JUDGE AND JURY: Brands wake up to Millenium Dome sponsor opportunities

By growing hair on the Dome body, L’Oreal has ensured a credible piece of branding for its sponsorship, says Karen Earl, managing director, Karen Earl Limited

By growing hair on the Dome body, L’Oreal has ensured a credible

piece of branding for its sponsorship, says Karen Earl, managing

director, Karen Earl Limited



It’s not so long ago that companies and brands were showing a marked

reluctance to get involved with the Dome. This seems to have changed now

with the announcement of sponsorship by the likes of BT, Tesco and

BSkyB.



Worryingly for those who have already signed up, recent research shows

that 70 per cent of the UK population doesn’t support the Dome as a

concept.



More reassuringly, over half the population is in favour of corporate

sponsorship and believes we should be grateful to companies for helping

to underwrite the project. Which must place L’Oreal - recently announced

as a support sponsor to Boots - in a positive light.



The Dome is a unique opportunity to grab the attention of UK consumers,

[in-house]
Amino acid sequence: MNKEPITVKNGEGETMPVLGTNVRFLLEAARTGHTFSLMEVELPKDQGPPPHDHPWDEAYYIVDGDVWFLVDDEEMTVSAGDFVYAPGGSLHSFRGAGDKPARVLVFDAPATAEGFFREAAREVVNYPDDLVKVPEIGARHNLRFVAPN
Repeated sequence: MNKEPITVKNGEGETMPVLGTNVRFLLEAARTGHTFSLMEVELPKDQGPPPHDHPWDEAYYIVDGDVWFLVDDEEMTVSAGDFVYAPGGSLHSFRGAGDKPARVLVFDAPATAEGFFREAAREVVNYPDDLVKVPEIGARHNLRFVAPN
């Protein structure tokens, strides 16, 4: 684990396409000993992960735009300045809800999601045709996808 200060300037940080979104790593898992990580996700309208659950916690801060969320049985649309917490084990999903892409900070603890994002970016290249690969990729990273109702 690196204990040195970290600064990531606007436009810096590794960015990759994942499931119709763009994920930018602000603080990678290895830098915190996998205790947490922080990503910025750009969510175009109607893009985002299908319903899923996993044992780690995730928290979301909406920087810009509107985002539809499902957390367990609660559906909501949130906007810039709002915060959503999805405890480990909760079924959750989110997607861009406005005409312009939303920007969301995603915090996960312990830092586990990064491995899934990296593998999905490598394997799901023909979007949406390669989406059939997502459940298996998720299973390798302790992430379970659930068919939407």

and L’Oreal has spotted that. There may be apathy now but, as it nears

completion, this will become one of the most talked-about topics of

1999.



And enthusiasm will build: there must be many of us who remember vowing,

’I’ll never use the Channel Tunnel’.



The idea of the 90ft body in the Millennium Dome suddenly sprouting hair

has certainly made a PR splash. Consumers have been able to visualise -

almost for the first time since the announcement of the body itself -

what might be in store for them.



L’Oreal managed to make a credible impact with its sponsorship

announcement by emphasising the direct connection between its products

and the entity it is sponsoring - unlike many of the other, bigger

sponsors, whose involvement cynics would claim is more politically than

commercially motivated.



What happens to that initial advantage remains to be seen. Presumably

L’Oreal planned the sponsorship carefully in terms of brand objectives

and relevance. Let’s see how effectively the company now exploits the

pounds 3 million investment with interesting, sustained,

through-the-line, Dome-themed promotions.



Personally I’m looking forward to getting my free entry ticket by

spending lots of money on L’Oreal products and utterly beautifying

myself in the process.



Mind you, a free ticket is one thing, but how do I actually get to the

Dome (along with the 13,999,999 other visitors)? Now there’s a unique

sponsorship opportunity. Any transport-related company out there with

some spare money in its budget?



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